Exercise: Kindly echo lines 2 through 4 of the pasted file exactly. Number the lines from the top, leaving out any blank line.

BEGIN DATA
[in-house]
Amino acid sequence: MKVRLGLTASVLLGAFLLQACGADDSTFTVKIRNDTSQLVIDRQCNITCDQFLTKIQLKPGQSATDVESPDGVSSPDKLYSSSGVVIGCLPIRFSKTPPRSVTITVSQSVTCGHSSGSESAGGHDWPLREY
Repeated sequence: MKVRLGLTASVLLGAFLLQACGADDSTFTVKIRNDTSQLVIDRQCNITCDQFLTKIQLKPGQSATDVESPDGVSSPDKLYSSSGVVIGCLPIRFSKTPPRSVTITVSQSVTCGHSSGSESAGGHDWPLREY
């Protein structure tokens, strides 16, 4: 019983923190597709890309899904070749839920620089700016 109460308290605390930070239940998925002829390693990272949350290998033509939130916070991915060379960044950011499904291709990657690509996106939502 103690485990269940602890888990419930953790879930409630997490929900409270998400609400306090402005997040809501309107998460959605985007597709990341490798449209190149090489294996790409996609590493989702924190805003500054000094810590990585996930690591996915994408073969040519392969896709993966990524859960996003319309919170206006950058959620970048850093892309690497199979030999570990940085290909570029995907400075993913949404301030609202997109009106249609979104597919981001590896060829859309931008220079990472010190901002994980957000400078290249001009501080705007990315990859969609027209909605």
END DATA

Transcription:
Amino acid sequence: MKVRLGLTASVLLGAFLLQACGADDSTFTVKIRNDTSQLVIDRQCNITCDQFLTKIQLKPGQSATDVESPDGVSSPDKLYSSSGVVIGCLPIRFSKTPPRSVTITVSQSVTCGHSSGSESAGGHDWPLREY
Repeated sequence: MKVRLGLTASVLLGAFLLQACGADDSTFTVKIRNDTSQLVIDRQCNITCDQFLTKIQLKPGQSATDVESPDGVSSPDKLYSSSGVVIGCLPIRFSKTPPRSVTITVSQSVTCGHSSGSESAGGHDWPLREY
């Protein structure tokens, strides 16, 4: 019983923190597709890309899904070749839920620089700016 109460308290605390930070239940998925002829390693990272949350290998033509939130916070991915060379960044950011499904291709990657690509996106939502 103690485990269940602890888990419930953790879930409630997490929900409270998400609400306090402005997040809501309107998460959605985007597709990341490798449209190149090489294996790409996609590493989702924190805003500054000094810590990585996930690591996915994408073969040519392969896709993966990524859960996003319309919170206006950058959620970048850093892309690497199979030999570990940085290909570029995907400075993913949404301030609202997109009106249609979104597919981001590896060829859309931008220079990472010190901002994980957000400078290249001009501080705007990315990859969609027209909605």